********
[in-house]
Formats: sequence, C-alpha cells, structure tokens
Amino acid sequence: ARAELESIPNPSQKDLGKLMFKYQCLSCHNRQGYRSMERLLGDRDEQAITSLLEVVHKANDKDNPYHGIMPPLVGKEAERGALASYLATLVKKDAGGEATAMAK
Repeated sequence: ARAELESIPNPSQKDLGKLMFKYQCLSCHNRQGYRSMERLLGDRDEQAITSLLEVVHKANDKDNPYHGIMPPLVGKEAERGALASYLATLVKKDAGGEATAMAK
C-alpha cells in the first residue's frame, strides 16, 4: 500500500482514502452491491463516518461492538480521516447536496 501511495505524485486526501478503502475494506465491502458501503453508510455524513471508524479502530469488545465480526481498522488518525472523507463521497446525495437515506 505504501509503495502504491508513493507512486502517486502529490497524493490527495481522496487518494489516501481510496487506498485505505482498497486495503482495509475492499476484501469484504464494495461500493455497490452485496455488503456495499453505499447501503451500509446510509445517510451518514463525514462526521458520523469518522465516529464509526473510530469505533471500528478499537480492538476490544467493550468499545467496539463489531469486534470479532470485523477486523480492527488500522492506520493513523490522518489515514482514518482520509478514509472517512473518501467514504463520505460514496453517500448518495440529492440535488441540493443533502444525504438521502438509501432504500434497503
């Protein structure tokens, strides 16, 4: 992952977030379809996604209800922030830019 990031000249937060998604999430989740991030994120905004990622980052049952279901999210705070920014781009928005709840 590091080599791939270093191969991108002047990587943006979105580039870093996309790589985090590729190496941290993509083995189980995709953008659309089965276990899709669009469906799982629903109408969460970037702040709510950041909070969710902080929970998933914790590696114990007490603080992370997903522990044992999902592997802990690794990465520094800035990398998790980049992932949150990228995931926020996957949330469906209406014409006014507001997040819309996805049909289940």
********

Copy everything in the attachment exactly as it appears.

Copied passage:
[in-house]
Formats: sequence, C-alpha cells, structure tokens
Amino acid sequence: ARAELESIPNPSQKDLGKLMFKYQCLSCHNRQGYRSMERLLGDRDEQAITSLLEVVHKANDKDNPYHGIMPPLVGKEAERGALASYLATLVKKDAGGEATAMAK
Repeated sequence: ARAELESIPNPSQKDLGKLMFKYQCLSCHNRQGYRSMERLLGDRDEQAITSLLEVVHKANDKDNPYHGIMPPLVGKEAERGALASYLATLVKKDAGGEATAMAK
C-alpha cells in the first residue's frame, strides 16, 4: 500500500482514502452491491463516518461492538480521516447536496 501511495505524485486526501478503502475494506465491502458501503453508510455524513471508524479502530469488545465480526481498522488518525472523507463521497446525495437515506 505504501509503495502504491508513493507512486502517486502529490497524493490527495481522496487518494489516501481510496487506498485505505482498497486495503482495509475492499476484501469484504464494495461500493455497490452485496455488503456495499453505499447501503451500509446510509445517510451518514463525514462526521458520523469518522465516529464509526473510530469505533471500528478499537480492538476490544467493550468499545467496539463489531469486534470479532470485523477486523480492527488500522492506520493513523490522518489515514482514518482520509478514509472517512473518501467514504463520505460514496453517500448518495440529492440535488441540493443533502444525504438521502438509501432504500434497503
């Protein structure tokens, strides 16, 4: 992952977030379809996604209800922030830019 990031000249937060998604999430989740991030994120905004990622980052049952279901999210705070920014781009928005709840 590091080599791939270093191969991108002047990587943006979105580039870093996309790589985090590729190496941290993509083995189980995709953008659309089965276990899709669009469906799982629903109408969460970037702040709510950041909070969710902080929970998933914790590696114990007490603080992370997903522990044992999902592997802990690794990465520094800035990398998790980049992932949150990228995931926020996957949330469906209406014409006014507001997040819309996805049909289940």